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Determining quantities as vectors or not 
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#1
Mar414, 02:28 PM

P: 295

Why are some quantities vectors while others aren't? For example, we can calculate both current and current density, but why do we only consider current density to be a vector and current a scalar quantity? Is it a purely arbitrary convention or is it something more mathematically fundamental? I understand vectors like forces and displacement have directions and magnitudes associated with them, but I don't quite understand why we don't do the same thing for quantities like current? Is it to simplify equations only?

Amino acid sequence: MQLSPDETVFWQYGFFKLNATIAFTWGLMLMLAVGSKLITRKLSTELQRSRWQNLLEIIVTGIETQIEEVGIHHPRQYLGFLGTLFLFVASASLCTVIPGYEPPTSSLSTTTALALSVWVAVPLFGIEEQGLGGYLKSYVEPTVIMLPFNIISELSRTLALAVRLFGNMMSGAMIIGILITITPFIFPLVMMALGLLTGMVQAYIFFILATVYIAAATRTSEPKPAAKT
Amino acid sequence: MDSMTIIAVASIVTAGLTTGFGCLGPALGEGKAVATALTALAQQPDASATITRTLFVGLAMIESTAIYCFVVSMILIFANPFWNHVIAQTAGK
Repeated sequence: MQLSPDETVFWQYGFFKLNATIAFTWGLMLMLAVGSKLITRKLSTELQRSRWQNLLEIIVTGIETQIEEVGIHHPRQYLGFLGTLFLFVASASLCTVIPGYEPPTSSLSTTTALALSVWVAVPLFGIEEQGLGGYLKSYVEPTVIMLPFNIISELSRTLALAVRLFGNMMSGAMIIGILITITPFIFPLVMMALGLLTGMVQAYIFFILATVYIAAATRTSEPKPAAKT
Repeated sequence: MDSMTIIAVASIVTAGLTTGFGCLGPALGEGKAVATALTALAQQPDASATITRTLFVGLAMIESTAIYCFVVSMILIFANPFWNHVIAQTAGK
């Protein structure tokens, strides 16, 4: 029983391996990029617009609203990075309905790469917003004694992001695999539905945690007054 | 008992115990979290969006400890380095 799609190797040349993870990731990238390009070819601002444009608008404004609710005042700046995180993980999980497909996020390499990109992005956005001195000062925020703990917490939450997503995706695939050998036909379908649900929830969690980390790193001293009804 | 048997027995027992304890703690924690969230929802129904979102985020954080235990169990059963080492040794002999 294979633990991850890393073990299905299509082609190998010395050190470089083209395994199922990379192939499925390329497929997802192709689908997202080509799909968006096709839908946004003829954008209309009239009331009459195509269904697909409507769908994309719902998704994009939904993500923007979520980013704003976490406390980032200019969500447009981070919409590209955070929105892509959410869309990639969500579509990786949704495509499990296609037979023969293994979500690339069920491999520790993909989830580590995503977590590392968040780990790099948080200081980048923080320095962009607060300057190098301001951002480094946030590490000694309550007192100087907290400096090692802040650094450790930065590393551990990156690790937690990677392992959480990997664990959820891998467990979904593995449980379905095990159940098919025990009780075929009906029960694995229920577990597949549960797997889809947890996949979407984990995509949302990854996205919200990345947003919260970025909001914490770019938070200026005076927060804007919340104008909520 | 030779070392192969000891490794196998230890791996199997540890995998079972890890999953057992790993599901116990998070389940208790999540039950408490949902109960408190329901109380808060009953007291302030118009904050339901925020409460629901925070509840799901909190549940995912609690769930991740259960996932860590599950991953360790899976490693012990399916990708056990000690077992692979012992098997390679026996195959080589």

#2
Mar414, 03:35 PM

P: 64

Current is a vector. The difference between current and current density is the dimensions of the vector. Current density is current per cross sectional area, or number of charges moving through a volume, while current is descriptive of charges moving along a line.



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